Tuesday, 5 July 2011

Gwdihw at Sculthorpe

Monday July 4
Plenty of fireworks - of the experience variety.
We'd signed up for an Owl evening at Sculthorpe Moor Nature Reserve, owned by the Hawk and Owl trust. We'd been promised a talk on Owls and then, witnessing an owl ringing session.
We were offered a cuppa and biscuit on arrival, after being directed through to the impressive education room.
The session started 10 minutes late as others hadn't allowed enough time for the disruption caused by work at the Fakenham roundabout. Warden, Nigel, did the talk, using a hypothetical brood of 101 Barn Owls as illustration of the casualties inflicted by road traffic. A mere 33 survive after 5 years. Operation S.W.O.R.D. (Save Wild Owls from Road Death) where the public can report all owl species road deaths, can be found on the website:  http://www.hawkandowl.org/.
Two groups of 15 were then taken on a bit of a route march. Leaving the boardwalk soon after Old Gits Corner, we crossed some rough grazing before trogging off across a trackless field left to grow thigh high grass and flowers. Parts of it were very rough and uneven, just as well Pam had returned to the car for our sticks. Along the way, the lead volunteer gave us a couple of interesting talks about the management of the wooded area and the pasture for insects - butterflies, moths, invertebrates etc -  and small mammals for the owls. An extremely pleasant and knowledgeable young woman from the East Winch RSPCA, who walked with us for some of the way, is trapping mammals in the field so as to ascertain the variety and number for the owl population - not enough numbers - nor variety - at the moment. We  were also able to question one of the older volunteers - wish we'd asked his name - about the wildlife on the reserve. He works at fencing and tree cutting.
Eventually - last of course - we arrived at the nestbox. The ringer was waiting at the foot of a ladder. The nest had originally had 3 chicks , now down to two. Now 6 weeks old, they can be ringed at 3 weeks as the legs are fully grown by then.

After a short introduction, he climbed the ladder and extricated the first owlet, placing it in a bag before climbing down.

The ringer was another very affable, knowledgeable and pleasant man who proceeded to show the owlet to the group, ensuring that all who wanted to, could take photographs and see the bird well. It was very thin, its breast bone protruding and sharp. Also very quiescent, apparently typical of Barn Owl chicks. When he laid her down she closed her eyes! Female as she had a few spots under the base of the wing - not because she was malleable and closed her eyes when laid down! Placing the bag on the floor, he ringed a protruding leg, it's easier to ring them in the bag, more controllable.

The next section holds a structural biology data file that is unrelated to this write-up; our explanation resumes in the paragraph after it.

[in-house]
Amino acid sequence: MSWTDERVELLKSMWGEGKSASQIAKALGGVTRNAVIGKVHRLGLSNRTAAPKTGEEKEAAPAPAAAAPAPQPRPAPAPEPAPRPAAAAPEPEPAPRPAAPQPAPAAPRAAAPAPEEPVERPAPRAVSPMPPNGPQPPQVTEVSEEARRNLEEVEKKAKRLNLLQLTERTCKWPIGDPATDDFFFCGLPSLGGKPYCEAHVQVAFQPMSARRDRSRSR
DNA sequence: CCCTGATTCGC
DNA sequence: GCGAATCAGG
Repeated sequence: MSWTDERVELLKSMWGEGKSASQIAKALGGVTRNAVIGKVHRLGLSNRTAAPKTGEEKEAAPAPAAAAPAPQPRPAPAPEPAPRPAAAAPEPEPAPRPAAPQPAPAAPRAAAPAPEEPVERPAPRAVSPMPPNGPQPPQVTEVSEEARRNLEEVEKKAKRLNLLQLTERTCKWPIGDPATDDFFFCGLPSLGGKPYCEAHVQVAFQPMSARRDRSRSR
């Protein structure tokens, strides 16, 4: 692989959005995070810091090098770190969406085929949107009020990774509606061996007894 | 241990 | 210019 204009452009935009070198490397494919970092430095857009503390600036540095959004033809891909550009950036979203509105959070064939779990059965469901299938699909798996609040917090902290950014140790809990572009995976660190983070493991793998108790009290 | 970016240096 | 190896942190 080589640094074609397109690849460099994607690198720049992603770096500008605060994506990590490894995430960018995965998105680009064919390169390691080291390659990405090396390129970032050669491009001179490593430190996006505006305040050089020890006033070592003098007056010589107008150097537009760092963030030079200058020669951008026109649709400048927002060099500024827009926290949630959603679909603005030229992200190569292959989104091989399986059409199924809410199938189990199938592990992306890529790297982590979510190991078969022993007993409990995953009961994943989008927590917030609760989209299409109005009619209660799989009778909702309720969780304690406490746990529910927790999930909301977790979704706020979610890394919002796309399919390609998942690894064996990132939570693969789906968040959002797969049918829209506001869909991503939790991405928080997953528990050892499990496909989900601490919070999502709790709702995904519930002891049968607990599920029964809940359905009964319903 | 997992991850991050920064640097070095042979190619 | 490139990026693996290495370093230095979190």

The second chick was also a female and very thin. They can be fed day old chicks (Nigel said), but would probably die anyway when fledged if there was insufficient food in the area.
This one was rather livelier enabling us to see the wing development.

Pam and I left a few minutes before the others, in order to get a head start across the rough terrain. Very quickly, we were joined by the lovely fence work man who'd accompanied us on the way out. (His name is Geoff, I now know). White hair and a stick garners assistance - even when it's not wanted nor needed. Much appreciated on this occasion as we got lots of info. All the volunteers we met were great. Again we got more information about the reserve and it's ongoing work. I love this reserve, especially in the winter when the variety of birds is greater. The Willow Tits have done very well this year, as have the Bullfinches.
The now tail-less male Golden Pheasant was - typically -skulking near the Woodland Hide. He's on his own at the moment but another has been seen the other side of the river.
When we got back to the reserve, gate entrance works building, the mammal woman (wish we remembered her name, I think it was Lyndsey), came out with a 10 day old Pipistrelle bat. Its mother had a broken wing when it was admitted by the RSPCA, and had fed its offspring well for the first few days, before dying. Hayley is feeding it on cat milk and meal worms. The pictures show firstly, its minute size and then, nibbling on a worm.

Pipistrelle Bat

Much enlarged Pipistrelle baby

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